Wine Reflects Life: The Challenges Of Wine Translation in Chinese

Chin Communications Applied Patience To Translate The Rewards Of Patience Masterpiece For Penfolds

“It goes like a ferrari!” and a “runaway train”, and “sounds like a plane”, but “Houston, we have a problem” – you’d be mistaken in thinking this was a transportation or space travel text – perhaps not what you’d expect in a wine translation – but, gosh, you’d like to try the wines, wouldn’t you!

And these are just some of the challenges our team faced in tackling this large wine book translation.

Showbiz and sport make an appearance too, how about: “Cast it over Broadway, spread it over New York City, that John Webber would not leave a wine cellar!”; “philosophical football for wine writers”; “like the restrained exoticism of a veiled belly dancer” compared to “I Can’t Get No Satisfaction”, – you need to know about the arts, sport and history to work this out!

Understanding of technical terms is a must: “headed down/submerged cap fermentation”; “the richness of the wine means that it can be enjoyed now, but this is really vinocide”; “Peter Gago apologises for the 1953 looking so young”. What about a “butch and burly wine” and “plenty of stuffing to last the distance”. You’ll love a “full-bodied Aston Martin finish”, or would you prefer a “slightly funky, wet-dog matchstick, soft, pillowy wine”; or “cashmere-like tannins” with “plenty in the tank” but definitely not “rough as bags”.

Chin Communications completed its masterpiece translation for 2013 in record time – the first time this work has ever been translated – Penfolds Rewards of Patience – an iconic reference book on this globally well known brand which is produced every five years.

This seventh edition was particularly special, as tasting panels were put together around the world in the US, Europe, Australia and for the first time in China. Chinese wine experts like Chantal Chi, Yu Sen Lin, Ch’ng Poh Tiong, and Fongyee Walker tasted the range from the 1950s to 2012. The second half of the book deals with their opinions and ratings interlaced with historical events, and weather reports.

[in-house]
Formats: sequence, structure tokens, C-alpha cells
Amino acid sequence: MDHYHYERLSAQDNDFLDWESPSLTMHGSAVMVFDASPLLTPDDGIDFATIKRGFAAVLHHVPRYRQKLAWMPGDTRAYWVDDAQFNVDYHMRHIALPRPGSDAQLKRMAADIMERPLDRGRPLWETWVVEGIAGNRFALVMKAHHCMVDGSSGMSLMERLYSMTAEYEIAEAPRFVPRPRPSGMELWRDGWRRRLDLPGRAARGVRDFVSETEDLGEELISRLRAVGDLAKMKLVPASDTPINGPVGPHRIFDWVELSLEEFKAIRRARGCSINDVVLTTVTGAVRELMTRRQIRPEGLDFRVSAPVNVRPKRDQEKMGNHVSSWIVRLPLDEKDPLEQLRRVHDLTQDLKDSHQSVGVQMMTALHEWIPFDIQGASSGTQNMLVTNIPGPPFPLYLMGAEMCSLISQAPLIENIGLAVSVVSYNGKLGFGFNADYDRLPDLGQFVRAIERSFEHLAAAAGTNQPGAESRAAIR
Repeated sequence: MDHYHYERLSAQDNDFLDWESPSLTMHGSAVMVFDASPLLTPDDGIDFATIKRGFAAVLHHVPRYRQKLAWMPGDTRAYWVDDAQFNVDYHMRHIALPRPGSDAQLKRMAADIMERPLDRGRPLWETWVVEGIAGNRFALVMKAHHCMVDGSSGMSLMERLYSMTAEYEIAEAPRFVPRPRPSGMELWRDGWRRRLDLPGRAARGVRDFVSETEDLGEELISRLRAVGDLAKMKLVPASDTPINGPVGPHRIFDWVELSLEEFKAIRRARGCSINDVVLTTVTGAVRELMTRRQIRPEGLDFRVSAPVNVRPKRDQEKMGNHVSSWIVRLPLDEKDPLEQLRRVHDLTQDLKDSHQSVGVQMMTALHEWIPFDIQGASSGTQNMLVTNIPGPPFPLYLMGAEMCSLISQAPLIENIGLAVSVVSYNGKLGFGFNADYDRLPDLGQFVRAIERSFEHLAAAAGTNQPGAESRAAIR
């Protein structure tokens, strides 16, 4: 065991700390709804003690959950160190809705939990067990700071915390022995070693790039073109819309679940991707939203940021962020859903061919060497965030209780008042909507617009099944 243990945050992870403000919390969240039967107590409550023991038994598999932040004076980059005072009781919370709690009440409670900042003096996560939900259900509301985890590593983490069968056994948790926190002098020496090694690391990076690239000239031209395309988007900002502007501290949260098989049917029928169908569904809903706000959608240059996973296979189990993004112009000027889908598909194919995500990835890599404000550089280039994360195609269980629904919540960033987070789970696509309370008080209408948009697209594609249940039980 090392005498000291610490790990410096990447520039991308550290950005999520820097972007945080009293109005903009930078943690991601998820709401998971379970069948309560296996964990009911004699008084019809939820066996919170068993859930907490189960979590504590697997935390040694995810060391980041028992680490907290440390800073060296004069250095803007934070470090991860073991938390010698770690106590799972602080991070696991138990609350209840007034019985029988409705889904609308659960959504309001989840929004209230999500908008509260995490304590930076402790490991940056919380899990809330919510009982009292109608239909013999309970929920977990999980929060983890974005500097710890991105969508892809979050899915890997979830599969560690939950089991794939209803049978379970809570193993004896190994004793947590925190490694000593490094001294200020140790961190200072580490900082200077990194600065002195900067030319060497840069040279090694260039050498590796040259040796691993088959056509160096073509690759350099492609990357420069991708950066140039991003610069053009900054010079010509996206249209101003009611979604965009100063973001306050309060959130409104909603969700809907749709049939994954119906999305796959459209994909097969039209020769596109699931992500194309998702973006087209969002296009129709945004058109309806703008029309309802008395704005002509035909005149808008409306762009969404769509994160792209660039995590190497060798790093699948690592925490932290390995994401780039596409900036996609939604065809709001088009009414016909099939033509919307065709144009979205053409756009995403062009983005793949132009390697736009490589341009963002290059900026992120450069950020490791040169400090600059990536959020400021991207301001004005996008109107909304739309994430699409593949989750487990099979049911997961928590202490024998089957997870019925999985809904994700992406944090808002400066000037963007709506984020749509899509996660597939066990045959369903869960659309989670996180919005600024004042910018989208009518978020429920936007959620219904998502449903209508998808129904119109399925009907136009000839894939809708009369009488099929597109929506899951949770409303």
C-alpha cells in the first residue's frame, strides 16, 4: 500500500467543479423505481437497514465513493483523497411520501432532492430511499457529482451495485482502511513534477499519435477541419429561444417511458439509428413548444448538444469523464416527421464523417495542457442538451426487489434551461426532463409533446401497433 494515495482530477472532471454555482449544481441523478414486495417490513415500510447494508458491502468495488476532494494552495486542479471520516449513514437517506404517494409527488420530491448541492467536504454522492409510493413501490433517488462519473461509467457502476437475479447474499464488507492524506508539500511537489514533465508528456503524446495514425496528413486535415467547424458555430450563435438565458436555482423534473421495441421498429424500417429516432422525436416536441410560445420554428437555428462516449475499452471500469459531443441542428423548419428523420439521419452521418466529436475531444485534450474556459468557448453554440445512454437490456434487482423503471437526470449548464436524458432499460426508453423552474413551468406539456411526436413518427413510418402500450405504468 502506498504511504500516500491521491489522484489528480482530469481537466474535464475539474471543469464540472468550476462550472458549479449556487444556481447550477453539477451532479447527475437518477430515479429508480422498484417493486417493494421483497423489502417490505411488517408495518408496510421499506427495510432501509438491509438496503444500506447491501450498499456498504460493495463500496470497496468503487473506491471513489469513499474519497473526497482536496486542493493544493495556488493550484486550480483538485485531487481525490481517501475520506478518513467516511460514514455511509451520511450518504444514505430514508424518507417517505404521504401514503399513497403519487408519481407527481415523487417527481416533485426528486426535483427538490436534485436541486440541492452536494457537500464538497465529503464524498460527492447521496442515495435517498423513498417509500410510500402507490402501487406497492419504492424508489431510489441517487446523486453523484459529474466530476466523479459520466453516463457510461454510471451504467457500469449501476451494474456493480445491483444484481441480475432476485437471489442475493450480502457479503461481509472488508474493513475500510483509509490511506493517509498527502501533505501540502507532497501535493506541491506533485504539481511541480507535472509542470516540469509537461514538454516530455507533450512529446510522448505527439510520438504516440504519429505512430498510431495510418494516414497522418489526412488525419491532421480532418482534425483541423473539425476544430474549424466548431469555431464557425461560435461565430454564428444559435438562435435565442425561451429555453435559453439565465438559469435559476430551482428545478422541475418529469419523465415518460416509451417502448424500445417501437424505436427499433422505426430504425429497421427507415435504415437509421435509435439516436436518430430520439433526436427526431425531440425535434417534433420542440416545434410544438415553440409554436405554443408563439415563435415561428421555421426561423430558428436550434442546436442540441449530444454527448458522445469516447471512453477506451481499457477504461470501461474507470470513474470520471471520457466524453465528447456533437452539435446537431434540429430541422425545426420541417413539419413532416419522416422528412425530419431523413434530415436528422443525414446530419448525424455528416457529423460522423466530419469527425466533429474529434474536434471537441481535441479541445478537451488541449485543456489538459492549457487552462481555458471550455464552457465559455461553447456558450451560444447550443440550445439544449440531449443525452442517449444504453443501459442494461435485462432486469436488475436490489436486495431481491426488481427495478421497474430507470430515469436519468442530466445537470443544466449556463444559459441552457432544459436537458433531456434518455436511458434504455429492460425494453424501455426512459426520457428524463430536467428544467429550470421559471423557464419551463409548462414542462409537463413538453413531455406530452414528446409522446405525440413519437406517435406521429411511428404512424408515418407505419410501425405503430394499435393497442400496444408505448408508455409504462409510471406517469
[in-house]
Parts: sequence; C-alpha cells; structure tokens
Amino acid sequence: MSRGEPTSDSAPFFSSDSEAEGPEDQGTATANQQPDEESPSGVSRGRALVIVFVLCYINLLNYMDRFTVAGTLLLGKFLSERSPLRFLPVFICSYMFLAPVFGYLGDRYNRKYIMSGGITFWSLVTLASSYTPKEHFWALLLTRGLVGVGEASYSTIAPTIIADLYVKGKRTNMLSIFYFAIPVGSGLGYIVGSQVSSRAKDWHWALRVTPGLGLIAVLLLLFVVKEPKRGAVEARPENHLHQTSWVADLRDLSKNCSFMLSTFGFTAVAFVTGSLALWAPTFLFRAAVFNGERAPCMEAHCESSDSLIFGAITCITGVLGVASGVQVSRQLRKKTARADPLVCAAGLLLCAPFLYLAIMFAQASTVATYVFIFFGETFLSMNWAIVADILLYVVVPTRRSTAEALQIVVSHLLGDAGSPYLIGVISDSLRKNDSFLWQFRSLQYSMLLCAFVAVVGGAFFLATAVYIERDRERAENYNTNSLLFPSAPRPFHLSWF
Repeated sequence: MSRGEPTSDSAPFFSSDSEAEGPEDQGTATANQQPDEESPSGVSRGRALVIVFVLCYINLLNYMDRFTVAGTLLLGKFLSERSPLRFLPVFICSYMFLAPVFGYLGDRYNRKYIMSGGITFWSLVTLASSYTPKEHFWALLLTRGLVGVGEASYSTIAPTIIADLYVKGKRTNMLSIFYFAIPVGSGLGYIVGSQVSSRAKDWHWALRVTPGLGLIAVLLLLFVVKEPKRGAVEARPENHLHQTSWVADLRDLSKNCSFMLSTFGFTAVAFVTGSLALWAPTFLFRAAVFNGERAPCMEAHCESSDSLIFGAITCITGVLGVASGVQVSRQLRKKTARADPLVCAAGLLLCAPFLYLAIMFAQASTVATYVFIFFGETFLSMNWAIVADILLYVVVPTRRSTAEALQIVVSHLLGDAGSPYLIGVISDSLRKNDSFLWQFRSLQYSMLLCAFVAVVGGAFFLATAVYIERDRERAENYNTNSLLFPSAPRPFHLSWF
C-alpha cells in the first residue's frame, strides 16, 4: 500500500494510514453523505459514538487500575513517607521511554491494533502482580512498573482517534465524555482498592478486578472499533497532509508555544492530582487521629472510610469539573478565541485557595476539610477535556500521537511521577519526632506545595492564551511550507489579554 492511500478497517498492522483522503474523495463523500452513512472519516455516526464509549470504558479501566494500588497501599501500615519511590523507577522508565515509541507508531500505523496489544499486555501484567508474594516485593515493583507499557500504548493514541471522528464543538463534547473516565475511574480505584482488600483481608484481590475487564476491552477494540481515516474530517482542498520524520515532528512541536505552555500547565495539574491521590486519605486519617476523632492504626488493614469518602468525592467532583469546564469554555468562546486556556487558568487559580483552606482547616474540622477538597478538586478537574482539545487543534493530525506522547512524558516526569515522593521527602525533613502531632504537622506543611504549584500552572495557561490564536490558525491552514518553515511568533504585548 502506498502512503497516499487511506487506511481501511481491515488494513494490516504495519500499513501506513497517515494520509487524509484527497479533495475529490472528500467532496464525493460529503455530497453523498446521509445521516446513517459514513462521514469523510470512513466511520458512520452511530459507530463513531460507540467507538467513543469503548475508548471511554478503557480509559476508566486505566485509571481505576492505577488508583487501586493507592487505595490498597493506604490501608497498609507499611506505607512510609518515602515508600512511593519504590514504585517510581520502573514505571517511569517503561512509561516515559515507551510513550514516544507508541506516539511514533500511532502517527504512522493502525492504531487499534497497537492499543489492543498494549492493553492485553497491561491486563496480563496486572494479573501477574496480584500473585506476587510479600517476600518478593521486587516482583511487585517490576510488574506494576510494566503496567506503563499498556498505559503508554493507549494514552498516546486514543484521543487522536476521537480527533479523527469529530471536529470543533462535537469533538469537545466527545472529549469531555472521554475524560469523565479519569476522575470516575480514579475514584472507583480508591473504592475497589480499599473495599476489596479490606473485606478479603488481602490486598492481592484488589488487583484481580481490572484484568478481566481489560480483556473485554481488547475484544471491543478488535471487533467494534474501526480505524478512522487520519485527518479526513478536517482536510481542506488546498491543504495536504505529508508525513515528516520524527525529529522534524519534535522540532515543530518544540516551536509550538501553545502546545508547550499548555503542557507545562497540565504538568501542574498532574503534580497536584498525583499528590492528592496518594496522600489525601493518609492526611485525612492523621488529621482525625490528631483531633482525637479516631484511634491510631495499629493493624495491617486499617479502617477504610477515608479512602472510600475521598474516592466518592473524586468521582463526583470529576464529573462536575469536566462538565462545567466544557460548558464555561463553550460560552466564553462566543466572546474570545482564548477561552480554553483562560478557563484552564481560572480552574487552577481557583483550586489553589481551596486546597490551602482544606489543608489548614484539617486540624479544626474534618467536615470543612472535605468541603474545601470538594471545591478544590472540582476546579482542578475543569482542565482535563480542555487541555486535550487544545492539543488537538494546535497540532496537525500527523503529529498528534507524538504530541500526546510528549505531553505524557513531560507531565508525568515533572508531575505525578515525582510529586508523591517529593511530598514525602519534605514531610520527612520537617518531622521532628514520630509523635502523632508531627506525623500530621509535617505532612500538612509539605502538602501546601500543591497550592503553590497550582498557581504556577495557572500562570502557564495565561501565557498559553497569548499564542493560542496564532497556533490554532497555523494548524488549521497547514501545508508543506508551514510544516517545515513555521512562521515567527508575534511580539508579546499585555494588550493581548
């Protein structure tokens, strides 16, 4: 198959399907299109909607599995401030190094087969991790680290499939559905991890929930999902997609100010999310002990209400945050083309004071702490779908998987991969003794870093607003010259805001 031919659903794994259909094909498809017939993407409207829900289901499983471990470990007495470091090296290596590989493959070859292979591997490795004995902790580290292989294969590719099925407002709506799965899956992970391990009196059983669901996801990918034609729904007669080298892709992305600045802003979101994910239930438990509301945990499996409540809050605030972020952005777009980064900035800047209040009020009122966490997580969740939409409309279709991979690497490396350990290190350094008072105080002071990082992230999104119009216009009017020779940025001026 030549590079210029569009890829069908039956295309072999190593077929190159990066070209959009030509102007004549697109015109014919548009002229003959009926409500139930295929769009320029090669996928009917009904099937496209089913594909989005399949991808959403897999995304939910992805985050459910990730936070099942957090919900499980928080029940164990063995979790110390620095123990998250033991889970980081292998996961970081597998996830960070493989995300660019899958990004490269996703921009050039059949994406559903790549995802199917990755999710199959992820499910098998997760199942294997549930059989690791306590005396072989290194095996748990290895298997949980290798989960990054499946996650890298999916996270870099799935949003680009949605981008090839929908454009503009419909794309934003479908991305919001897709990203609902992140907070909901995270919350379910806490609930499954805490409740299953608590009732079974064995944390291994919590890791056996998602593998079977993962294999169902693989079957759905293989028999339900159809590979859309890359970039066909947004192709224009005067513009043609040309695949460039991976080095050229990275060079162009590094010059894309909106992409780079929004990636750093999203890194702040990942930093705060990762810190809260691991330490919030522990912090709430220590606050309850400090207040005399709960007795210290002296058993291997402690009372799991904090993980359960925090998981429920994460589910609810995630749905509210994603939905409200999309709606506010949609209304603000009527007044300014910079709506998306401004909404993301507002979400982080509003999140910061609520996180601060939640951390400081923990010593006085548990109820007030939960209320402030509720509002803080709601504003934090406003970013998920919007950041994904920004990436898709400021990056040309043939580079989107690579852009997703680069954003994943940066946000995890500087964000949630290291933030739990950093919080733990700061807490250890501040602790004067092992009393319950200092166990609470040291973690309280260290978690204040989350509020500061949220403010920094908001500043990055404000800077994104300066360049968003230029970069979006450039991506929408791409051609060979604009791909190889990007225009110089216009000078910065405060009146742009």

The book, written by Master Winemaker and Barossa ‘Baron’ Andrew Caillard, reminds us of the history of Penfolds and the wine producing regions in South Australia. It tells us the story of how Grange came about (from hiding) and looks at what was happening in Australia and around the world for each year’s vintage – a window into Australian culture and how wine has changed over the decades. The depth and breadth of knowledge required for such a project put great demands on our translators, especially in the research required. Our Chin team translated and then typeset the book with Marcus Liu and Charles Qin managing the entire project – 310 pages.

To give you some insight into the process, we adopted the following steps:

  • First of all we read the book and noted down any queries.
  • Developed a glossary for the project, ranging from brands, wine varieties, vineyard and geographical names, historical figures, sensory and tasting terms to people’s names – not easy. Even within the Penfolds website and from our experience there are sometimes multiple existing translations or renderings – which one to choose, for example Mourvedro (Mataro), Pinot Gris/Pinot Grigio, Shiraz (has two versions in Chinese), Verdelho and Verdeilho, even The Beatles has a couple of well-known options.
  • Research and recreation – what do the reviewers mean by “runaway train” and “goes like a ferrari”? Well we couldn’t ask them, so had to use common sense and creative genius to coin something equally inspiring in the Chinese!
  • Self learning – unpick any historical, political and context specific content to help our team, such as quotes from correspondence or articles written over the last 170 years, e.g. a “promise amply to repay his spirited outlay”; “elaborate hocus pocus of certain self-appointed knights of the wine table”; “pandering to the snobs” … up to “cynical tweeters”.
  • Understanding the wine making process – from viticulture and terroir to headed down boards and battonage.
  • Studying history – Australian in particular – a trip down memory lane for those who remember: the year Azaria Chamberlain disappeared at Ayers Rock; the controversial winged keel; the decade of the ’90s which had more hits than the Beatles, The Stolen Generations; Mother Mary McKillop’s beatification – the book reflects on what was happening in Australia and the world through the prism of wines.
  • Once the draft was done – reviews of translation (two different checks done)
  • Typeset to the English artwork with two further checks of the layout
  • Incorporating various rounds of changes (all of the steps were occurring in unison up to this point)
  • Proofread in entirety
  • Check and tweak printer proofs
  • Project finalisation.

Congratulations to Penfolds for the vision to produce this seminal work which acknowledges the importance of the China audience. That audience will now realise the value and unique qualities of the Penfolds range and see it in an historical perspective; they will also understand Australia’s evolution through the development of wines perhaps casting a mirror at China’s own evolving wine drinking society.

And to our team, well done on such a thorough approach and a beautiful result! Looking forward to more grand projects in the future!


Got a question? We’d love to hear from you


Level 4, 221 Queen Street, Melbourne 3000
GPO Box 2231, Melbourne 3001

P. 1300 792 446
F. 03 9670 0766

"*" indicates required fields